July 4, 2019
Tropical city Singapore is ever vigilant about the threat of Dengue, the Aedes aegypti Mosquito borne infection.
While nowhere near the historical high of 22,170 cases reported in 2013, weekly reported dengue cases have been on an upward trend since April 2019.
The National Environmental Agency (NEA) took to reminding Singaporeans to eradicate mosquito breeding spots by clearing stagnant water.
The problem with dengue is that it seems innocuous, small and not seen in epic proportion.
Except that the danger often lurks in small places at home – contrary to the misperception that the Aedes aegypti mosquito breeds only in large pool of water at construction sites, drains and forests.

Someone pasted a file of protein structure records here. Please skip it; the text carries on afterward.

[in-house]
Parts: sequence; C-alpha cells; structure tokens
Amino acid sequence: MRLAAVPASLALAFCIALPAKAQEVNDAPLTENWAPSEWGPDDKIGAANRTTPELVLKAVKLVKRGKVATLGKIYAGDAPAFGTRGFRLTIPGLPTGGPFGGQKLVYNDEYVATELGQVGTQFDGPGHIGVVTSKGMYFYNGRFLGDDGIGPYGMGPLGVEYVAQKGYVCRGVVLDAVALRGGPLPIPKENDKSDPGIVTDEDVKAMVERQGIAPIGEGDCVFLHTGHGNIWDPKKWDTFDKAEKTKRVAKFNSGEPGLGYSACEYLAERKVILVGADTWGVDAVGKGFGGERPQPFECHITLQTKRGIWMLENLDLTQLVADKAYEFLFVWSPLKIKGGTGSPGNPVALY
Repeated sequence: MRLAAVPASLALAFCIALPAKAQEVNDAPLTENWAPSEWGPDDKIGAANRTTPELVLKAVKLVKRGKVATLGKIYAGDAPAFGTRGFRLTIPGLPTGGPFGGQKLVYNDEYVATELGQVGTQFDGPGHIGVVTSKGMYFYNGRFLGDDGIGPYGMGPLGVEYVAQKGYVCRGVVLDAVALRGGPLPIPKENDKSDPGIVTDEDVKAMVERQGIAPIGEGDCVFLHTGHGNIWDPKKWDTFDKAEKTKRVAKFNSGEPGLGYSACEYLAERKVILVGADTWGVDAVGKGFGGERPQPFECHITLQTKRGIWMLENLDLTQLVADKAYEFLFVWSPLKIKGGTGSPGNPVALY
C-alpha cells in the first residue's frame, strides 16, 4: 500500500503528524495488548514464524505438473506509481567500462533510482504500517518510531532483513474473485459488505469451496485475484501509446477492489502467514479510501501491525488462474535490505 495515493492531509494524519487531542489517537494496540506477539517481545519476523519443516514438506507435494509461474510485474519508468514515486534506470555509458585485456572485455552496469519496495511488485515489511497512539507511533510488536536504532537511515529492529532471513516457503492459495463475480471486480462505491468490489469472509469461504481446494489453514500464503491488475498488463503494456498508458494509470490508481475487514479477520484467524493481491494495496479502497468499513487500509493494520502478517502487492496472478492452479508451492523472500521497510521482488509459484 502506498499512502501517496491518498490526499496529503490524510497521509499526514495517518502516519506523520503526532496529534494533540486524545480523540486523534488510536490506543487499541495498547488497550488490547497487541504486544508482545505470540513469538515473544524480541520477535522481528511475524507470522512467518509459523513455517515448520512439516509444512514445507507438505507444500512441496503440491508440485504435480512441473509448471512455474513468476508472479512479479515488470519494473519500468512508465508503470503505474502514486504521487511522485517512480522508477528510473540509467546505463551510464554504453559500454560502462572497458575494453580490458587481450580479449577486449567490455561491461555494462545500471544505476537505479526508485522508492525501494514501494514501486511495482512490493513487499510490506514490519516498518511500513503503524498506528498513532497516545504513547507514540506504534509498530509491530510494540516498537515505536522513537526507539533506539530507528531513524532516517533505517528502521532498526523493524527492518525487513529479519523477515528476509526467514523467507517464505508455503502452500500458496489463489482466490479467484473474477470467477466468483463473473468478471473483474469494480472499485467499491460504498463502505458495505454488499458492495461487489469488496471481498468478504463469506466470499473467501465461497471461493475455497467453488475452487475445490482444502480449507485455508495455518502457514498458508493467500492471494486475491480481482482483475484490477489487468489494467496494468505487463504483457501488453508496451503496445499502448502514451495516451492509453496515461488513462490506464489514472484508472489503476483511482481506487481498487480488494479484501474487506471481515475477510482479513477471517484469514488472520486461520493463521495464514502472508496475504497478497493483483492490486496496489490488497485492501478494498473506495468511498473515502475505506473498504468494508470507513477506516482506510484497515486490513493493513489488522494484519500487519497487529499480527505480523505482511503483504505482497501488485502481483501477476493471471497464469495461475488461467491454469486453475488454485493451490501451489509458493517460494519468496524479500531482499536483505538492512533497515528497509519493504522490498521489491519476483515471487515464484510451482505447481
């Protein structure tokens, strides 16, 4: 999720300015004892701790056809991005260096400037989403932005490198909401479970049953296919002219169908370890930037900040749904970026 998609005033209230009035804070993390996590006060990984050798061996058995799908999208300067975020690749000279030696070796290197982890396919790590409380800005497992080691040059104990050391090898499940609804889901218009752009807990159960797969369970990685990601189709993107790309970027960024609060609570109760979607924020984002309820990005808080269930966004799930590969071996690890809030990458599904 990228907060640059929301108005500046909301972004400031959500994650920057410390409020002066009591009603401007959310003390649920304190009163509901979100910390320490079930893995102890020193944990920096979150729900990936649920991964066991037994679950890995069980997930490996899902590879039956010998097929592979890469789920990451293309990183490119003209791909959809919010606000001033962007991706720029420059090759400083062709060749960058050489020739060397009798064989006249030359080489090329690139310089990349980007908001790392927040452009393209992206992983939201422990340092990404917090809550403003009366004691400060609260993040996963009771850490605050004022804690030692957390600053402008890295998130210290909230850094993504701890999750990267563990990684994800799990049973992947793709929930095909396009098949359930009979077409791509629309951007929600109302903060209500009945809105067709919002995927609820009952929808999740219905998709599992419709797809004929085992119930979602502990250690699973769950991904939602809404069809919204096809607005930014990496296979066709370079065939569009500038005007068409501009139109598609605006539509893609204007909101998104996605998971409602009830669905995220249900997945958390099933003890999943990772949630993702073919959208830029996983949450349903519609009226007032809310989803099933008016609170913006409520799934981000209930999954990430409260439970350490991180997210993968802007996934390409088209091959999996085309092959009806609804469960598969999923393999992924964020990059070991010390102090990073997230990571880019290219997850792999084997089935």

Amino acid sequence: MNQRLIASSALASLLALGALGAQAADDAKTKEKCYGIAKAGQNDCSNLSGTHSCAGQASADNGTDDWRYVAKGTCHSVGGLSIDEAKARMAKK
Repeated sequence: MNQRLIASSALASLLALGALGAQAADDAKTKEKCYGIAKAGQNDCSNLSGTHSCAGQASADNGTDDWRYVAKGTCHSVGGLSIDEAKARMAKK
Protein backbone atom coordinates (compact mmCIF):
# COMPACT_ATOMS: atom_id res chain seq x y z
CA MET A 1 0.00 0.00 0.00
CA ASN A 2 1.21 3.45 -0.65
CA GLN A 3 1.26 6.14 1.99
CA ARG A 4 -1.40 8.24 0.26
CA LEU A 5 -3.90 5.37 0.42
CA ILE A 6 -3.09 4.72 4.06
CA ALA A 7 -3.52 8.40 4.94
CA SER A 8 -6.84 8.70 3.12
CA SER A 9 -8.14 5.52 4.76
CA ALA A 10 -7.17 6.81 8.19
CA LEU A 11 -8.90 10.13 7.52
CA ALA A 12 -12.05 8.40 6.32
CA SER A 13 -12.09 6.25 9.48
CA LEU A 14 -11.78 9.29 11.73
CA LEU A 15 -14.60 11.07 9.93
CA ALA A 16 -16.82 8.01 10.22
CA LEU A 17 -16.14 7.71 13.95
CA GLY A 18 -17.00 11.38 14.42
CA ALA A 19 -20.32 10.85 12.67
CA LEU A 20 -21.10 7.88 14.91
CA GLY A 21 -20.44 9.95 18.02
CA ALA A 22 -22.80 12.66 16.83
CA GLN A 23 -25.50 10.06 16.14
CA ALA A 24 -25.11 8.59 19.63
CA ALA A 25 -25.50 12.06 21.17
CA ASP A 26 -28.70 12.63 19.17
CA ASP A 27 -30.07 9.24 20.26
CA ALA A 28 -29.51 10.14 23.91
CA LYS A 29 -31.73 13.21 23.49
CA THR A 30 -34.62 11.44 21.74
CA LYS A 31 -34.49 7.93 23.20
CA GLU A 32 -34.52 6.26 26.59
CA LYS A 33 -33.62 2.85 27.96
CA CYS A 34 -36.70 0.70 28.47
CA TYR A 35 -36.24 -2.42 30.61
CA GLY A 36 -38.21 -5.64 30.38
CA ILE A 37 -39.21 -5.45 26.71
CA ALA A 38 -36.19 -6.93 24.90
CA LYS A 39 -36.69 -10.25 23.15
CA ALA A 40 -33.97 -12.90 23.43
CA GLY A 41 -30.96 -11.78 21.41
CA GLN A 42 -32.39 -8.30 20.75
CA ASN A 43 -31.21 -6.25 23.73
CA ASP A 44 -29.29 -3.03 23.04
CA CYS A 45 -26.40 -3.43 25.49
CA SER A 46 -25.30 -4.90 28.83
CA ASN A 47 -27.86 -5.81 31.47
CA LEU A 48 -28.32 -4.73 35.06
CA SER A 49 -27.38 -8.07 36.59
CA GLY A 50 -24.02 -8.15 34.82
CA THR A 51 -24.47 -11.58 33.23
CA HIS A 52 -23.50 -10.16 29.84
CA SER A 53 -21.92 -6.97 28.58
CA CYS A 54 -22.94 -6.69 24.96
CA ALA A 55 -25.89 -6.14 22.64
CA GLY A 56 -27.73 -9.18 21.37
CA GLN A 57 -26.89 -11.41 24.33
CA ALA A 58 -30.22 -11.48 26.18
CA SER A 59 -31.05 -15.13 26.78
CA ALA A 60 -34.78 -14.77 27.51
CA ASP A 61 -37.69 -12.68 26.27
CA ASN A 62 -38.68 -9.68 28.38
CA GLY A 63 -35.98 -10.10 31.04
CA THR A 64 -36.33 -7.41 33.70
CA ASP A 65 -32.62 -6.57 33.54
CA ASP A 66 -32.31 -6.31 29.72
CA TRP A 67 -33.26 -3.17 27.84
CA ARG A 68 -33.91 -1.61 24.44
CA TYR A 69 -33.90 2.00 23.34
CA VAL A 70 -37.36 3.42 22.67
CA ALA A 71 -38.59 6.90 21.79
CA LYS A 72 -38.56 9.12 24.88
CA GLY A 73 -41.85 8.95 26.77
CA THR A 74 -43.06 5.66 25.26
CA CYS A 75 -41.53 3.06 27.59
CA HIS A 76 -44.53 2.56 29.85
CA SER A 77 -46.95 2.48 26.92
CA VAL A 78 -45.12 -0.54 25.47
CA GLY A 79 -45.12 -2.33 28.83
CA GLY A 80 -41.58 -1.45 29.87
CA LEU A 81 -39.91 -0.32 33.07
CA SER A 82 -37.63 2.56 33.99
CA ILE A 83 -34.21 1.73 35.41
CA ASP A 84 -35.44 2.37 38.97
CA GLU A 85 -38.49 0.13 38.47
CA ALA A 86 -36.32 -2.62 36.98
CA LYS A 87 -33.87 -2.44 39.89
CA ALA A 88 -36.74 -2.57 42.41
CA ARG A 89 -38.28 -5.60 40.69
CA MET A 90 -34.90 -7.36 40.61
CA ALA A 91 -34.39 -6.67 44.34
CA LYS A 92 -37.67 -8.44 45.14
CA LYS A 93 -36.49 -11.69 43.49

The danger isn’t out there, but often found at home – in small places, where stagnant water gather.
Come to think of it, it is as small and as ubiquitous as the 20-cent coin.
The Idea & Execution
All it takes is a 20 cent-sized worth of stagnant water for them to breed.
We dramatize the threat of dengue breeding in small places by giving it larger-than-life visual drama – on film and print. More importantly, we brought home its clear and present danger.
A television spot highlighted how dengue began, with reversed sequence of storytelling, with the Aedes aegypti mosquito breeding on a 20-cent sized drop of water at home.
We waged a full-scale war against dengue with outdoor, buses, MRT and even poster walkers.
The TVC gathered approximately 400,000 views on YouTube and Facebook in just a month.
Public comments poured in, sharing tips on different ways to fight dengue.
An iconic 20-cent coin told the small but ever-present threat of dengue in Singapore, it’s a visual image we will all remember and carry with us.